In 1955, his grandfather Alfred Edward Brett, one of the founders of the National Trust in Northern Ireland, deceased, and the following year Brett was invited by Randal John Somerled McDonnell (8th Earl of Antrim and husband of the sculptor Angela Sykes) to join the Northern Ireland Committee of the National Trust. Brett assented, and asking what material existed for him to read himself into the rôle, he was told that there was virtually none. Brett then set himself to provide some, and almost at once began to apprise himself of Belfast architecturally, at first spending his lunch hours walking around the city centre (the firm's offices could hardly have been more centrally situated) taking notes on buildings of architectural interest, of which he found many. He later would remark that he entered on this assignment not a minute too soon, as 1960s "redevelopment" (architectural) and 1970s "redevelopment" (bombing campaigns) served to bring radical changes to Belfast's architectural profile - in fact this process had already begun: important thought the new Medical Biology Centre at Queen's University was, for example, it nevertheless was built on the site of the resplendent 1845 Belfast Institute for the Deaf and Dumb, one of the notable buildings by Charles Lanyon, one of Northern Ireland's most prominent architects (though the building had not been well kept). Of the demolition of the Belfast District Hospital for the Insane Poor, Brett quipped that the building, known usually as the Falls Road Lunatic Asylum, had been demolished by "the lunatics of Belfast." Brett's Buildings of Belfast 1700-1914, his "labour of love", was published in 1967. Brett wrote later that it had been published in the nick of time: that is, just before the outbreak of the Troubles.
The same year, he was one of the founders of the Ulster Architectural Heritage Society, along with the architectural historian Alistair Rowan, the architect Desmond Hodges, and Dorinda, Lady Dunleath, of Ballywalter, whose residence was itself an object of architectural preservation: an Italianate palazzo designed by Lanyon, its owner, Henry, Lord Dunleath was considering its demolition or substantial rebuilding, until Sir John Betjeman, the poet and frequent visitor to Ulster, recommended its retention and preservation; the Dunleaths acted on his advice. The UAHS, which was interested in all nine counties of Ulster, was founded at a time when there was virtually no public or government provision for such activity in Northern Ireland. Brett was chairman for a decade, thereafter President from 1979 until his death. The Society published prodigiously on the built environment throughout the north of Ireland, and few would question that Brett was its most dynamic member, becoming the leading authority in this field, as well as in the practical sphere of protection of buildings: he was influential behind the initiation of listed buildings legislation: the first such was the Planning (Northern Ireland) Order 1972, under which buildings are listed for their special architectural or historic interest, thus restricting what their owners can do to or with them - alterations, for example. In perhaps a neat historical symmetry, the original listing system in England and Wales was largely prompted by extensive bomb damage during the Second World War and the need to preserve what was left of architectural importance; by 1972 it was Northern Ireland which was suffering bomb damage, and not England and Wales.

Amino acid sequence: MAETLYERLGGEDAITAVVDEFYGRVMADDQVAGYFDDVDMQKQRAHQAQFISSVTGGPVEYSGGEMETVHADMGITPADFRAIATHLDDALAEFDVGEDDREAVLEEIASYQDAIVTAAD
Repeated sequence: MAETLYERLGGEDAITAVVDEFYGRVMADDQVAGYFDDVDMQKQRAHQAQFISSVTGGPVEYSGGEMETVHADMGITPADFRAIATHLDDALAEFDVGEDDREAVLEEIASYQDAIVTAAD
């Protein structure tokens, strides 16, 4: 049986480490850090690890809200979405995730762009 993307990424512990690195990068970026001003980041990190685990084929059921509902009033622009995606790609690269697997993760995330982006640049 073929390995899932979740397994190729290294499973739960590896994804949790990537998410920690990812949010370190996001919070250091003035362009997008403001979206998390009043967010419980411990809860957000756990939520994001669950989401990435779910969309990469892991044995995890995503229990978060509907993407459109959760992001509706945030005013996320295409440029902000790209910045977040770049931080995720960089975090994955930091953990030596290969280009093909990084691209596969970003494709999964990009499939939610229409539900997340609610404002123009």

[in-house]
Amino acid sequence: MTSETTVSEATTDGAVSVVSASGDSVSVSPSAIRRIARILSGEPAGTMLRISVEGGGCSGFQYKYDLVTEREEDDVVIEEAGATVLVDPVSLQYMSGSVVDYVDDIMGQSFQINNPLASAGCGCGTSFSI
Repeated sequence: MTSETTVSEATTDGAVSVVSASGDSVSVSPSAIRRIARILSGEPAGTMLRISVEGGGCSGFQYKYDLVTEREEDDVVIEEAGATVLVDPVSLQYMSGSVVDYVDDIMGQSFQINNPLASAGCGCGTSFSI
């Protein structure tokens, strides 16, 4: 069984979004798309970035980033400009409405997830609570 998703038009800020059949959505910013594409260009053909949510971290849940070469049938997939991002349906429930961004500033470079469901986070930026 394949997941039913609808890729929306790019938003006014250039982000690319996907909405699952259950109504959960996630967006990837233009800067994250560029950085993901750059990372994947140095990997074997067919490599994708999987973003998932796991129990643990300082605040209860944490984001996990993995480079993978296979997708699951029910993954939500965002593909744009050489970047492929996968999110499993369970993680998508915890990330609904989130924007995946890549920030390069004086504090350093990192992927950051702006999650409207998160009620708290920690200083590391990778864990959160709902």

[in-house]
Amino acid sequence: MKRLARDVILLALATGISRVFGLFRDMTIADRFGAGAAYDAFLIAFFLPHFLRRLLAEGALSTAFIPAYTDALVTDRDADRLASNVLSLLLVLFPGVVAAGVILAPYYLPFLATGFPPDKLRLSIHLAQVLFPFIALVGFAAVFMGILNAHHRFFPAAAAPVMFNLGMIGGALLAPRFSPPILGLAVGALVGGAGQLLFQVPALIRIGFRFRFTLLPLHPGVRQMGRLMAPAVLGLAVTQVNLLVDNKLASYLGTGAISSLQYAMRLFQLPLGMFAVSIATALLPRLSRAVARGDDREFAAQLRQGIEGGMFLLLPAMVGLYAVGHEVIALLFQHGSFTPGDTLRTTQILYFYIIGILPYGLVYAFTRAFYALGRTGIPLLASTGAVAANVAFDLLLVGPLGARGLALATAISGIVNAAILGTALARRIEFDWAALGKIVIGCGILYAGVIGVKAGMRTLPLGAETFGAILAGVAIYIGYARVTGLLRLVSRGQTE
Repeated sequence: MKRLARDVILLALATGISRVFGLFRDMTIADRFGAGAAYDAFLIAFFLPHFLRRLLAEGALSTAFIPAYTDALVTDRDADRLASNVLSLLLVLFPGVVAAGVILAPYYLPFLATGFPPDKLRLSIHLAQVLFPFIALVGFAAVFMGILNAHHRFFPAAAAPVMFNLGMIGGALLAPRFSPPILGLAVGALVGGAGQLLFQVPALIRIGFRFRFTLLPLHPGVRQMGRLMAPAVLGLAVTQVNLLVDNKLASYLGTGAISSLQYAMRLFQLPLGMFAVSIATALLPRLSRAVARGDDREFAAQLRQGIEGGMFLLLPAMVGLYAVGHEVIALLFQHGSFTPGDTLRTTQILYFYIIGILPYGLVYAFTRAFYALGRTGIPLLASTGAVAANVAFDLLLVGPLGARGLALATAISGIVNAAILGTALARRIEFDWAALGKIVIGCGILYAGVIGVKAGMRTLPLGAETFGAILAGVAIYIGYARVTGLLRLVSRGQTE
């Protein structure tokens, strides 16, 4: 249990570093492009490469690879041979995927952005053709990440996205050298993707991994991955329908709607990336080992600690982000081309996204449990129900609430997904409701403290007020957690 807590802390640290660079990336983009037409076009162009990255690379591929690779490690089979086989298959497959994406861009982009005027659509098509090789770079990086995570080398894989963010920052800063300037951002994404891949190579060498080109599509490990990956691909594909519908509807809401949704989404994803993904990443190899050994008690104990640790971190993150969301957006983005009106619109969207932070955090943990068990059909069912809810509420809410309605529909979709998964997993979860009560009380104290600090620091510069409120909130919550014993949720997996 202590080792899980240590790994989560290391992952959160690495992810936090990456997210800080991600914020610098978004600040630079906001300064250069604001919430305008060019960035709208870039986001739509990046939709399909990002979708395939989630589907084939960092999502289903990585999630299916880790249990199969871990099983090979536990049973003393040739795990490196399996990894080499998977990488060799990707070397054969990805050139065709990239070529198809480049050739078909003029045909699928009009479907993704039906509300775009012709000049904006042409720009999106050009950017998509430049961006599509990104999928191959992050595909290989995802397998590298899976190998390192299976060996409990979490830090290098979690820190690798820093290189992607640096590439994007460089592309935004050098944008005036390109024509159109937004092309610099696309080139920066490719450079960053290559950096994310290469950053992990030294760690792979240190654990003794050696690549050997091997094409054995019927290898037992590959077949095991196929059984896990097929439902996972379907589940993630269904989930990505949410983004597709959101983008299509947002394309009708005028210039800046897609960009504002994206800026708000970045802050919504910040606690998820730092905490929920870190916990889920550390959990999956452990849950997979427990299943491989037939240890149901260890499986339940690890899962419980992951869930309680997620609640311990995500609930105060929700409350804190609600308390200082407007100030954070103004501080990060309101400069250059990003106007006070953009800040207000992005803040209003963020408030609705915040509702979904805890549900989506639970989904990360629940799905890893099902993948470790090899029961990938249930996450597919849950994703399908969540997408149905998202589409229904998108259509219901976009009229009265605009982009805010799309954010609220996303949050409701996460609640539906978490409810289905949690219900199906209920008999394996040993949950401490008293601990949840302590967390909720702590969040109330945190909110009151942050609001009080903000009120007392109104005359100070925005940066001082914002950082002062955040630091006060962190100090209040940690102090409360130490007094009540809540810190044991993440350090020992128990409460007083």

An address in Chichester Street, right in the centre of Belfast, was bombed three times during the Troubles. This building contained the offices of the family law firm, where Brett, despite his considerable external commitments, continued to practise full time, retiring as a partner in 1994 (though he remained as a consultant). Other external commitments included membership of the board of the Arts Council of Northern Ireland from 1970 until 1976, rejoining as vice-chairman from 1994 until 1998, and membership of the board of the Irish Architectural Archive in Dublin.
His publications list is of no short length: it is of course dominated by though not entirely confined to architectural matters and themes. He could cover whole counties, such as in Buildings of County Antrim or Buildings of County Armagh; on a more micro level can be found such titles as Five Big Houses of Cushendun and some Literary Associations or Historic Buildings, Groups of Buildings, Areas of Architectural Importance in the Island of Rathlin. His knowledge in this area produced Housing a Divided Community; forays abroad included studies of buildings in the Channel Islands, and a study of the influence of English and Scottish architects in Crimea, Towers of Crim Tartary; his political experience prompted The Lessons of Devolution. Perhaps his most curious publication was published, under a pseudonym, Albert Rechts: Handbook to a Hypothetical City, is a kind of allegory, at first glance describing a fictional city located somewhere along the Golden Road to Samarkand, though the reader soon detects that the "Mongols" and "Tartars" he describes reflect all too recognisably the Protestants and Catholics of Ulster, and his transcriptions of personal names are written by someone who knows Ulster and especially Belfast well. Brett's acute ear for accent is displayed by his wry observation that the name "Bare-Knees" is spelt "Berenice", along with other apparent disjunctions between orthography and pronunciation which are instantly recognisable to those who know Belfast and the region.